In re MH 2010-00029 – 10/6/2010

October 20, 2010

Arizona Court of Appeals Division Two Holds That A Physician’s Examination Via A Video-Conferencing System Does Not Qualify As a “Complete Physical Examination” Under A.R.S. §§ 36-501(14) and 533(B).

After a hearing, the trial court ordered mandatory treatment for appellant under Arizona’s mental-health statutes.  Before the hearing, two psychiatrists examined the appellant. One of them was Dr. Krasevic, who examined the appellant via a video-conferencing system instead of being in the same room as the appellant.  Neither doctor conducted a bodily examination of the appellant.  The appellant appealed the court’s treatment order, arguing that the state failed to meet its burden to have at least two physicians perform examinations of the patient.

The Arizona Court of Appeals vacated, holding that the physicians’ examinations supporting the court’s order did not comport with the statutes governing court-ordered treatment.  Under A.R.S. § 36-533(B), a patient must be evaluated by at least two physicians before the state may file a petition for treatment.  The resulting petition “shall be based upon the physician’s examination of the patient,” and the physicians must testify “as to their personal examination of the patient.”   A.R.S. §§ 36-533(B), 539(B).  Finally, the statute defines an “examination” to include “a complete physical examination.”  A.R.S. § 36-501(14).  Taken together, the Court construed the statutes to require that “two physicians must each personally conduct a ‘complete physical examination’ of the patient.”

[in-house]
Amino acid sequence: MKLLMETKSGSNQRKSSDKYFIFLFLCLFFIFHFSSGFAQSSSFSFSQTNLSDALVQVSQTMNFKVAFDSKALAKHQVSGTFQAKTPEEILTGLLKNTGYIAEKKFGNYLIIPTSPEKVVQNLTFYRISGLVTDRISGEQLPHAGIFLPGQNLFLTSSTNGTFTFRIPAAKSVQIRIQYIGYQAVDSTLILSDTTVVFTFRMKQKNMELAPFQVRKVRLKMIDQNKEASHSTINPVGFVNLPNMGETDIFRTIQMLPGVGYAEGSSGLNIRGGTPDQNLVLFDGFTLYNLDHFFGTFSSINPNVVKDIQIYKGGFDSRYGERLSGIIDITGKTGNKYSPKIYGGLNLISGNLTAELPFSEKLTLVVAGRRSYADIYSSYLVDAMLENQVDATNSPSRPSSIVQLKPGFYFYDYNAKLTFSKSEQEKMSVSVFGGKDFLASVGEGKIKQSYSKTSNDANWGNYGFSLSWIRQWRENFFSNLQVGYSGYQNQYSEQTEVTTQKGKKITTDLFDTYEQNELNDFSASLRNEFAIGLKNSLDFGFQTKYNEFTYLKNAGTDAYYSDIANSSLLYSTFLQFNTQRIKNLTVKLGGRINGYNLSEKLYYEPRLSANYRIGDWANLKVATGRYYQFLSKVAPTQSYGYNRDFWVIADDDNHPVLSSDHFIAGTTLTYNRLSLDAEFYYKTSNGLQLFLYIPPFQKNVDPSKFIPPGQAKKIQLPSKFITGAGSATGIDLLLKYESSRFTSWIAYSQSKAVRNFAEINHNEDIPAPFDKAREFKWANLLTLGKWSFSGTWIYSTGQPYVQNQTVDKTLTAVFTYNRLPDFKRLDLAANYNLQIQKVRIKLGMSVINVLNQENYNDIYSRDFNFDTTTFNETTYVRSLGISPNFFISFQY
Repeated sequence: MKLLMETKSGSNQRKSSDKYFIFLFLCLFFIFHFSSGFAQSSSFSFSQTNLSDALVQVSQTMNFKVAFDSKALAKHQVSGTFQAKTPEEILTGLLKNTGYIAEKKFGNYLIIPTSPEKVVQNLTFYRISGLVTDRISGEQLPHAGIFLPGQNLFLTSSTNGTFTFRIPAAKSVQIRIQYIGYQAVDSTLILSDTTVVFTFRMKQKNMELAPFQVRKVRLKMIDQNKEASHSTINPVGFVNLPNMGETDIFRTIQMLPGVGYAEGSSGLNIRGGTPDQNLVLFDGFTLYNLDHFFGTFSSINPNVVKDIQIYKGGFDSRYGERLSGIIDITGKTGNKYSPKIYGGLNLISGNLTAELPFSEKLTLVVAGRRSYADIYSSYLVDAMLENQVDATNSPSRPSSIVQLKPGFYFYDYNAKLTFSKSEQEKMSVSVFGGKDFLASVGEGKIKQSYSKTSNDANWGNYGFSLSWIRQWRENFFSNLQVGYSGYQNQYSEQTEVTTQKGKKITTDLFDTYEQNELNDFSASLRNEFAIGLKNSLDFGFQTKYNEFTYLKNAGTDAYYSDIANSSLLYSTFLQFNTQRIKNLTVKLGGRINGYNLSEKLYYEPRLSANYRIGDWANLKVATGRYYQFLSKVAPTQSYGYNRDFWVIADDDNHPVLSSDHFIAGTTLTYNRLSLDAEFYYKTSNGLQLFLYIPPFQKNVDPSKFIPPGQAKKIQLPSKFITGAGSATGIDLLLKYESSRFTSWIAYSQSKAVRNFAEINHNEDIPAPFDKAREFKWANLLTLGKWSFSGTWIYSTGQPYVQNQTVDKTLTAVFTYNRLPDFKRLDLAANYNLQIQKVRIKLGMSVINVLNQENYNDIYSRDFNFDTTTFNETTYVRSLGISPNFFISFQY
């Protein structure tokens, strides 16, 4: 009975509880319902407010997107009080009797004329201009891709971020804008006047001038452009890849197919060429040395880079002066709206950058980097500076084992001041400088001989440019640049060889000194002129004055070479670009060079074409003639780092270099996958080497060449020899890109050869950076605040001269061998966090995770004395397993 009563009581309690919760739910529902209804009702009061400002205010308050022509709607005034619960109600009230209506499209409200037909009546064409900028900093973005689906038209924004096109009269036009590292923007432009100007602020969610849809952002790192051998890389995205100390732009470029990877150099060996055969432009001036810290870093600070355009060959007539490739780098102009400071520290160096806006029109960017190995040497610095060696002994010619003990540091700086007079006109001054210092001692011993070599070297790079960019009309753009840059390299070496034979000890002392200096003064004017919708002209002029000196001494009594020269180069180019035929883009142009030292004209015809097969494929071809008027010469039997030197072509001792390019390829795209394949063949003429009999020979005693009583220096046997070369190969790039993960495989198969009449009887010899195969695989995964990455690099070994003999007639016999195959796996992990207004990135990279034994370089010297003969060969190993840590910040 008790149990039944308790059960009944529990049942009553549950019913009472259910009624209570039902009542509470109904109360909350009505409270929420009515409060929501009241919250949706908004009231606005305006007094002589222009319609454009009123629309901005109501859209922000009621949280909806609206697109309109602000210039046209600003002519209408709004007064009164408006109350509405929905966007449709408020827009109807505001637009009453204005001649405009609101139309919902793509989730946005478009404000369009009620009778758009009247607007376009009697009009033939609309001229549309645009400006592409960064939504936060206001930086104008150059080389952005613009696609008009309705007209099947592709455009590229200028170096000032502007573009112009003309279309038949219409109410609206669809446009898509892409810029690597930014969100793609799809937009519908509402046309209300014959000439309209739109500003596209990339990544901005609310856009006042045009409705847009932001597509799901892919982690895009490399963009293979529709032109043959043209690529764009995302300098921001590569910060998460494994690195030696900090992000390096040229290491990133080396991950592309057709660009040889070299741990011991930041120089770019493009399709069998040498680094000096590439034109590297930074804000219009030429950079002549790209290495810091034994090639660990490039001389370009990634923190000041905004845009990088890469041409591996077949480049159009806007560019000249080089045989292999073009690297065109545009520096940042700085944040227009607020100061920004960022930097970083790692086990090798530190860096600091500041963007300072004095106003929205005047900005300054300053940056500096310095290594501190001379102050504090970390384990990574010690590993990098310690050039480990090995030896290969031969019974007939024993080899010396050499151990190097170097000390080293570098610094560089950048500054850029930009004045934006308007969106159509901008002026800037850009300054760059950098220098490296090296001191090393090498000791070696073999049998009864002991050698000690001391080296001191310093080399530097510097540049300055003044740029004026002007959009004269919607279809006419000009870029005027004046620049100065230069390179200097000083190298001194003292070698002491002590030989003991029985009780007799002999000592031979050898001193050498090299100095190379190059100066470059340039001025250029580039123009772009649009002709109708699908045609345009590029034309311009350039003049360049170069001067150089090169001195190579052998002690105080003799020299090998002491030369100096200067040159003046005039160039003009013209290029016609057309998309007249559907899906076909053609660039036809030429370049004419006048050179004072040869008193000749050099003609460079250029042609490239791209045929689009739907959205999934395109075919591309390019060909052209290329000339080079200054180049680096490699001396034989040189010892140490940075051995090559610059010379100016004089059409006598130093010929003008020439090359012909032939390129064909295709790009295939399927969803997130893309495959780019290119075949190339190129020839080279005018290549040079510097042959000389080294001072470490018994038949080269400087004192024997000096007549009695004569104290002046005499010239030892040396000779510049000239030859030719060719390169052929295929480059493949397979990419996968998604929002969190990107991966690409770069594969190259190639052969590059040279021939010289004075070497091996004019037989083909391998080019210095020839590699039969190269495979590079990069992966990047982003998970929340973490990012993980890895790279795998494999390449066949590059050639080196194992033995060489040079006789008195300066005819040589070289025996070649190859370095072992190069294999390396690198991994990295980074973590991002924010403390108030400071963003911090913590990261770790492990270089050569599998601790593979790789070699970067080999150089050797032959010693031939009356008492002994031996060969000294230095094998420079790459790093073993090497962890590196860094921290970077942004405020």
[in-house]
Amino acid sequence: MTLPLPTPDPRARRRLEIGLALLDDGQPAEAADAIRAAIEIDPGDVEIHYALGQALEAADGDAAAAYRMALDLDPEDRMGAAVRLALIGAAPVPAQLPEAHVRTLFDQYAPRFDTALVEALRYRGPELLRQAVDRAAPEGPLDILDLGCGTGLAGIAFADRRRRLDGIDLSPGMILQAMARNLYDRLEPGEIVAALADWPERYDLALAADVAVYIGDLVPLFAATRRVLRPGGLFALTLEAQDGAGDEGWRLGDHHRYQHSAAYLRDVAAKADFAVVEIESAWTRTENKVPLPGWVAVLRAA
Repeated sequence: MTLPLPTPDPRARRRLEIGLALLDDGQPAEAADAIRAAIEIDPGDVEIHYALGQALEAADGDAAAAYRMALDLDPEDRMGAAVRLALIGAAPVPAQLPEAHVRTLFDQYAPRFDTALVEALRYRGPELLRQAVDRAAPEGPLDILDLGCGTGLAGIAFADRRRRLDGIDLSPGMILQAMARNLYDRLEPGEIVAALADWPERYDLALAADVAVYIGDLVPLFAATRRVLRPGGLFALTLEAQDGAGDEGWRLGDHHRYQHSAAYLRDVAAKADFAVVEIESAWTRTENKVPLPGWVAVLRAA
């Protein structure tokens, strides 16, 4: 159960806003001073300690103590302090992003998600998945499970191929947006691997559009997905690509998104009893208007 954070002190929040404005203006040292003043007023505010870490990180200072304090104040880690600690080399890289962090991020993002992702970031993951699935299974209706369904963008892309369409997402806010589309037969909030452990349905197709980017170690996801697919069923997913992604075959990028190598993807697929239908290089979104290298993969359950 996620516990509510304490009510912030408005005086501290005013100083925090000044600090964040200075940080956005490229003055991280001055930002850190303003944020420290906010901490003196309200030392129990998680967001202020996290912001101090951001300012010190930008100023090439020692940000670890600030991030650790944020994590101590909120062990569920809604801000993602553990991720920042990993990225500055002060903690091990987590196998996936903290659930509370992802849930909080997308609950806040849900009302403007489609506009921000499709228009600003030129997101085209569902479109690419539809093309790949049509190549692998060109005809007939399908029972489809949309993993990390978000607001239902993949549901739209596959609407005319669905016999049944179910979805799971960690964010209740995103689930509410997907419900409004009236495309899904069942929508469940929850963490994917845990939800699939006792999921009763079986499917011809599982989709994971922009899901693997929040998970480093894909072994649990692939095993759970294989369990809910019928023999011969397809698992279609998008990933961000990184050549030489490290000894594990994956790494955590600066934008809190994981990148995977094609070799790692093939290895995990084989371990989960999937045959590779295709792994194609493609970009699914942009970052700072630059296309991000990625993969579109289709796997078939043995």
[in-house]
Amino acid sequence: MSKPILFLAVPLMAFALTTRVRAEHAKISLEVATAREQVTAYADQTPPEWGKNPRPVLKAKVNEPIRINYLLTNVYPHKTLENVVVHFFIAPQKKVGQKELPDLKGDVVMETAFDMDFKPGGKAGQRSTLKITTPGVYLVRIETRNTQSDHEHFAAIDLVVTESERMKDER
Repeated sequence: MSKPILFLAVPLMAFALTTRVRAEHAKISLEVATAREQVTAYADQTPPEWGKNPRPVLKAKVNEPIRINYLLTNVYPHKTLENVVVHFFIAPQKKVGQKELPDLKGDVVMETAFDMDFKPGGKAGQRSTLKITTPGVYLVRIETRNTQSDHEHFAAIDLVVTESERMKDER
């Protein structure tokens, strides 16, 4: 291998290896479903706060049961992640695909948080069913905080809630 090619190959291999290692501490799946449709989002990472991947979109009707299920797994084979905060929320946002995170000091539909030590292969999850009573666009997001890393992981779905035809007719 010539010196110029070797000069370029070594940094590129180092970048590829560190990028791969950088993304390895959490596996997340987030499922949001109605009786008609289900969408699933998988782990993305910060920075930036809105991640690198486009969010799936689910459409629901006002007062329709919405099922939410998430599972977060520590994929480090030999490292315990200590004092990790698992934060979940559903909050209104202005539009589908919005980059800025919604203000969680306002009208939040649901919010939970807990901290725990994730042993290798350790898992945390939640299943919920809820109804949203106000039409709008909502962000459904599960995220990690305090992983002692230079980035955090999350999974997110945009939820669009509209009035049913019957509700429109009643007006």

The issue thus turned to the meaning of a “complete physical examination.”  Appellant argued that the phrase meant that the physicians had to conduct a “conventional” physical examination.  The State contended that, in the mental health context, a physical examination meant only that the doctor had to make “observations” of the patient’s “demeanor, presentation, ability to communicate,” etc., all of which could be done via “remote visual observation.”  After examining the statutory language, history, and context, the Court agreed with the appellant, holding that the statute required a “physical examination directed at evaluating the patient’s overall medical health.”  For example, the definition of “evaluation” under A.R.S. § 36-501(12) requires that a licensed physician – not a psychologist – analyze both the psychological and medical condition of the patient.  Furthermore, because the statute required a “complete physical examination,” a mere “visual assessment” was insufficient. 

Finally, the Court held that the examinations performed in this case fell short of the statutory requirement.  Dr. Krasevic’s remote examination via a video-conferencing system did not qualify as a “complete physical examination.”  Thus, because the procedures used to obtain court-ordered treatment failed to comply with Arizona’s mental-health statutes, the Court vacated the trial court’s order.

In a brief concurrence, Judge Kelly agreed that the court’s order for treatment should be vacated but contended that the majority’s discussion of the scope of the term “complete physical examination” was unnecessary.  In Judge Kelly’s view, Dr. Krasevic’s examination-via-video-conference plainly did not comply with the statute, and thus the lengthy analysis of what might qualify was extraneous.

Judge Eckerstrom authored the opinion and Judge Vásquez concurred; Judge Kelly concurred in the judgment.